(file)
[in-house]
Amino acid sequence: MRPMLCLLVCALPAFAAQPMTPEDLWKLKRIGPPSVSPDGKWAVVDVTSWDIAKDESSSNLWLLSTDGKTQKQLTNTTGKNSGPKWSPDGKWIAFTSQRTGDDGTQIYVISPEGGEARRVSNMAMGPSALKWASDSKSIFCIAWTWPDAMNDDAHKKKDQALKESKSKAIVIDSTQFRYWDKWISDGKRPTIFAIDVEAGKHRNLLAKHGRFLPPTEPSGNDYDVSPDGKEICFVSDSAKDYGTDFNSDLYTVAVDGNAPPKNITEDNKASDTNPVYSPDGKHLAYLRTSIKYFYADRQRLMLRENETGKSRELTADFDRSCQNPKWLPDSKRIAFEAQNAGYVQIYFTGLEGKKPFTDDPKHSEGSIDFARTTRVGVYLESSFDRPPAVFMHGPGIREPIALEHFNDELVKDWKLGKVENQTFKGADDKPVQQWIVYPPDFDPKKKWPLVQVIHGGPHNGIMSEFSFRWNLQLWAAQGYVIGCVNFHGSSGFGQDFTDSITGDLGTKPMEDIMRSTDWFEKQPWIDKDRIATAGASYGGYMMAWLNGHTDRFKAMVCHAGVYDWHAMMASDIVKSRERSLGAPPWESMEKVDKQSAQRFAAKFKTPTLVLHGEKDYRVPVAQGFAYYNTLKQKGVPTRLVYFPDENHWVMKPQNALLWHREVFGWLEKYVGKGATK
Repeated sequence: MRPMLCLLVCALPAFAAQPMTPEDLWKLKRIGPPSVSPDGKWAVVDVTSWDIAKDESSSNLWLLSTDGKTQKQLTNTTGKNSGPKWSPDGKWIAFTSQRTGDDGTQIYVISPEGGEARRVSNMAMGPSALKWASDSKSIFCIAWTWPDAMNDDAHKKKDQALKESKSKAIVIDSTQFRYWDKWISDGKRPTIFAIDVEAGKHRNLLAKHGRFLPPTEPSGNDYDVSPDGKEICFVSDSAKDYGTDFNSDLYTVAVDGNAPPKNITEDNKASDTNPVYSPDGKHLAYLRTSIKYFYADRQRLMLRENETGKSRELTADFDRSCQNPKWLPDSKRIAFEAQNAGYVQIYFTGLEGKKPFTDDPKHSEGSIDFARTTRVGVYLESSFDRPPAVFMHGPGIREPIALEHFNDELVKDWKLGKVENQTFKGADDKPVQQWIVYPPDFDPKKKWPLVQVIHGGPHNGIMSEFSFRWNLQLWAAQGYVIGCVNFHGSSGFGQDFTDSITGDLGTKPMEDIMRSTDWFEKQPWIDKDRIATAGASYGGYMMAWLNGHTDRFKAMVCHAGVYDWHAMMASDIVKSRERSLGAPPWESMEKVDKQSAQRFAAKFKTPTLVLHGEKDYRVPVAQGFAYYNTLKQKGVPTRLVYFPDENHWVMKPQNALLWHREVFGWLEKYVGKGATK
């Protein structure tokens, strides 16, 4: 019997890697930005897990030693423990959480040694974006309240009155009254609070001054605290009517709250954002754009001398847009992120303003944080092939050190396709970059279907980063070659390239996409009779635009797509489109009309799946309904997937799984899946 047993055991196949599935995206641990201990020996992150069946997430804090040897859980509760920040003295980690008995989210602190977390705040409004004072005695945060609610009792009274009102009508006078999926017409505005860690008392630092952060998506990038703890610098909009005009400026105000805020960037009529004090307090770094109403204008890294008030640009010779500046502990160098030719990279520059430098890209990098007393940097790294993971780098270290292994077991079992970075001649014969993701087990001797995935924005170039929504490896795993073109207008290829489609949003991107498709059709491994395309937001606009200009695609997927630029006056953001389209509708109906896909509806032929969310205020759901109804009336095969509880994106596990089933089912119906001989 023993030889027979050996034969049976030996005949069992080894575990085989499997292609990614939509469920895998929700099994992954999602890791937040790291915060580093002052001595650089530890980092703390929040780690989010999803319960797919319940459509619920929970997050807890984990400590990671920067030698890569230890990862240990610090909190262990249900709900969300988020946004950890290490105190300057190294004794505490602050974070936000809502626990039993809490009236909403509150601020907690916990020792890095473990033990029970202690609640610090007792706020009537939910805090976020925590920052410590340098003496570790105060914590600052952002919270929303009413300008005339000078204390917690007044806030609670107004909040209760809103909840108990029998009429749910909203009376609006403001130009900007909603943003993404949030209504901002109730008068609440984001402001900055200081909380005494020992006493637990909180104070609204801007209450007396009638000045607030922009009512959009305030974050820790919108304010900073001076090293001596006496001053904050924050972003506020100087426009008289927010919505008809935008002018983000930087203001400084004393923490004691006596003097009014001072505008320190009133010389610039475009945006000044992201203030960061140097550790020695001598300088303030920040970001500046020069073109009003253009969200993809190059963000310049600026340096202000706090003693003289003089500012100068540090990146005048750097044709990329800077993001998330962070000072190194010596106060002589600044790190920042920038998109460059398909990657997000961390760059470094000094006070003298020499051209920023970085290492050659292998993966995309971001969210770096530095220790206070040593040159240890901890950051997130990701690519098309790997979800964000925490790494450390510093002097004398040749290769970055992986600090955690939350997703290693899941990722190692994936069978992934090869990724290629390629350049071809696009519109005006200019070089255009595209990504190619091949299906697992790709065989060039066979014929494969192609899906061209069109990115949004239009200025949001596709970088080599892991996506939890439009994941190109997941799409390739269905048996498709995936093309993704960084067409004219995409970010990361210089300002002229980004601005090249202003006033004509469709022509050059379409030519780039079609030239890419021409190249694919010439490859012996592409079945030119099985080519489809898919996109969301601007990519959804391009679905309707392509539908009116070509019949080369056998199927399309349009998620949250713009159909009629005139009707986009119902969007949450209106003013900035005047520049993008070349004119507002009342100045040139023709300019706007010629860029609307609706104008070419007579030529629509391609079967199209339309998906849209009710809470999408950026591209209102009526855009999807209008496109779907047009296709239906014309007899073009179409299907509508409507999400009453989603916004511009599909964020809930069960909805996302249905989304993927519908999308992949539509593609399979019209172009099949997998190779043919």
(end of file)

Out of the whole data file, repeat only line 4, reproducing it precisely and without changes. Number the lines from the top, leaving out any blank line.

């Protein structure tokens, strides 16, 4: 019997890697930005897990030693423990959480040694974006309240009155009254609070001054605290009517709250954002754009001398847009992120303003944080092939050190396709970059279907980063070659390239996409009779635009797509489109009309799946309904997937799984899946 047993055991196949599935995206641990201990020996992150069946997430804090040897859980509760920040003295980690008995989210602190977390705040409004004072005695945060609610009792009274009102009508006078999926017409505005860690008392630092952060998506990038703890610098909009005009400026105000805020960037009529004090307090770094109403204008890294008030640009010779500046502990160098030719990279520059430098890209990098007393940097790294993971780098270290292994077991079992970075001649014969993701087990001797995935924005170039929504490896795993073109207008290829489609949003991107498709059709491994395309937001606009200009695609997927630029006056953001389209509708109906896909509806032929969310205020759901109804009336095969509880994106596990089933089912119906001989 023993030889027979050996034969049976030996005949069992080894575990085989499997292609990614939509469920895998929700099994992954999602890791937040790291915060580093002052001595650089530890980092703390929040780690989010999803319960797919319940459509619920929970997050807890984990400590990671920067030698890569230890990862240990610090909190262990249900709900969300988020946004950890290490105190300057190294004794505490602050974070936000809502626990039993809490009236909403509150601020907690916990020792890095473990033990029970202690609640610090007792706020009537939910805090976020925590920052410590340098003496570790105060914590600052952002919270929303009413300008005339000078204390917690007044806030609670107004909040209760809103909840108990029998009429749910909203009376609006403001130009900007909603943003993404949030209504901002109730008068609440984001402001900055200081909380005494020992006493637990909180104070609204801007209450007396009638000045607030922009009512959009305030974050820790919108304010900073001076090293001596006496001053904050924050972003506020100087426009008289927010919505008809935008002018983000930087203001400084004393923490004691006596003097009014001072505008320190009133010389610039475009945006000044992201203030960061140097550790020695001598300088303030920040970001500046020069073109009003253009969200993809190059963000310049600026340096202000706090003693003289003089500012100068540090990146005048750097044709990329800077993001998330962070000072190194010596106060002589600044790190920042920038998109460059398909990657997000961390760059470094000094006070003298020499051209920023970085290492050659292998993966995309971001969210770096530095220790206070040593040159240890901890950051997130990701690519098309790997979800964000925490790494450390510093002097004398040749290769970055992986600090955690939350997703290693899941990722190692994936069978992934090869990724290629390629350049071809696009519109005006200019070089255009595209990504190619091949299906697992790709065989060039066979014929494969192609899906061209069109990115949004239009200025949001596709970088080599892991996506939890439009994941190109997941799409390739269905048996498709995936093309993704960084067409004219995409970010990361210089300002002229980004601005090249202003006033004509469709022509050059379409030519780039079609030239890419021409190249694919010439490859012996592409079945030119099985080519489809898919996109969301601007990519959804391009679905309707392509539908009116070509019949080369056998199927399309349009998620949250713009159909009629005139009707986009119902969007949450209106003013900035005047520049993008070349004119507002009342100045040139023709300019706007010629860029609307609706104008070419007579030529629509391609079967199209339309998906849209009710809470999408950026591209209102009526855009999807209008496109779907047009296709239906014309007899073009179409299907509508409507999400009453989603916004511009599909964020809930069960909805996302249905989304993927519908999308992949539509593609399979019209172009099949997998190779043919």